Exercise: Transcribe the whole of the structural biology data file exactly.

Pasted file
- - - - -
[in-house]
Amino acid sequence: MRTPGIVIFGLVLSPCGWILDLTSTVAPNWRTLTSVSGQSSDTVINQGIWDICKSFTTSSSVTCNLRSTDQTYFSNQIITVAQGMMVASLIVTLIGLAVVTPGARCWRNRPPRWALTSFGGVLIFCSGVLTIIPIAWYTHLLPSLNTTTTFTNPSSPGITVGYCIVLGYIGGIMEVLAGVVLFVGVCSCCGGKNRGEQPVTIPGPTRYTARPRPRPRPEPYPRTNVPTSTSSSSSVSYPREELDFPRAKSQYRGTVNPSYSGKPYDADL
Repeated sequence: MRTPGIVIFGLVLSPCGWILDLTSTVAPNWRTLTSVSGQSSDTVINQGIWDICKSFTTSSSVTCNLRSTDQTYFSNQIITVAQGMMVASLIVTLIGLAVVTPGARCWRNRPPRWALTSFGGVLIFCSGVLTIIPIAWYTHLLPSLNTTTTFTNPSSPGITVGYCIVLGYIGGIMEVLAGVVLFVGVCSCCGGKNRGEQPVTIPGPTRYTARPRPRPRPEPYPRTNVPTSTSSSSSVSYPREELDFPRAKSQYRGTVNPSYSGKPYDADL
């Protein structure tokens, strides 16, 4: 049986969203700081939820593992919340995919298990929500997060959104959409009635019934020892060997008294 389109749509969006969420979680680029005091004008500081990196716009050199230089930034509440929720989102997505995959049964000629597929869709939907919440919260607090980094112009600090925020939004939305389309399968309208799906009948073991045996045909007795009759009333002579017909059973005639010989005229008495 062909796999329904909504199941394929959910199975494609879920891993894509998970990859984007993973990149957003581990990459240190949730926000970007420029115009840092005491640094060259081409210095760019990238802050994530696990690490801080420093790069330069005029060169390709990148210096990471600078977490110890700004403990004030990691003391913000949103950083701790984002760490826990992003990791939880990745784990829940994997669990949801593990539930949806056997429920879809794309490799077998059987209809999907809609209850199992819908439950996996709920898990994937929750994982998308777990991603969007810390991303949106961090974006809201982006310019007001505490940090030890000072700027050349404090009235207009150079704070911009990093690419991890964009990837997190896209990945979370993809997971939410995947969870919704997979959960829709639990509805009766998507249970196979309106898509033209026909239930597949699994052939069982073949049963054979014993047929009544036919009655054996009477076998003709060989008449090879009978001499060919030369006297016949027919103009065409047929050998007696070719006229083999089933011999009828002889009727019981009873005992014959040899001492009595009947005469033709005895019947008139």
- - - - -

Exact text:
[in-house]
Amino acid sequence: MRTPGIVIFGLVLSPCGWILDLTSTVAPNWRTLTSVSGQSSDTVINQGIWDICKSFTTSSSVTCNLRSTDQTYFSNQIITVAQGMMVASLIVTLIGLAVVTPGARCWRNRPPRWALTSFGGVLIFCSGVLTIIPIAWYTHLLPSLNTTTTFTNPSSPGITVGYCIVLGYIGGIMEVLAGVVLFVGVCSCCGGKNRGEQPVTIPGPTRYTARPRPRPRPEPYPRTNVPTSTSSSSSVSYPREELDFPRAKSQYRGTVNPSYSGKPYDADL
Repeated sequence: MRTPGIVIFGLVLSPCGWILDLTSTVAPNWRTLTSVSGQSSDTVINQGIWDICKSFTTSSSVTCNLRSTDQTYFSNQIITVAQGMMVASLIVTLIGLAVVTPGARCWRNRPPRWALTSFGGVLIFCSGVLTIIPIAWYTHLLPSLNTTTTFTNPSSPGITVGYCIVLGYIGGIMEVLAGVVLFVGVCSCCGGKNRGEQPVTIPGPTRYTARPRPRPRPEPYPRTNVPTSTSSSSSVSYPREELDFPRAKSQYRGTVNPSYSGKPYDADL
């Protein structure tokens, strides 16, 4: 049986969203700081939820593992919340995919298990929500997060959104959409009635019934020892060997008294 389109749509969006969420979680680029005091004008500081990196716009050199230089930034509440929720989102997505995959049964000629597929869709939907919440919260607090980094112009600090925020939004939305389309399968309208799906009948073991045996045909007795009759009333002579017909059973005639010989005229008495 062909796999329904909504199941394929959910199975494609879920891993894509998970990859984007993973990149957003581990990459240190949730926000970007420029115009840092005491640094060259081409210095760019990238802050994530696990690490801080420093790069330069005029060169390709990148210096990471600078977490110890700004403990004030990691003391913000949103950083701790984002760490826990992003990791939880990745784990829940994997669990949801593990539930949806056997429920879809794309490799077998059987209809999907809609209850199992819908439950996996709920898990994937929750994982998308777990991603969007810390991303949106961090974006809201982006310019007001505490940090030890000072700027050349404090009235207009150079704070911009990093690419991890964009990837997190896209990945979370993809997971939410995947969870919704997979959960829709639990509805009766998507249970196979309106898509033209026909239930597949699994052939069982073949049963054979014993047929009544036919009655054996009477076998003709060989008449090879009978001499060919030369006297016949027919103009065409047929050998007696070719006229083999089933011999009828002889009727019981009873005992014959040899001492009595009947005469033709005895019947008139």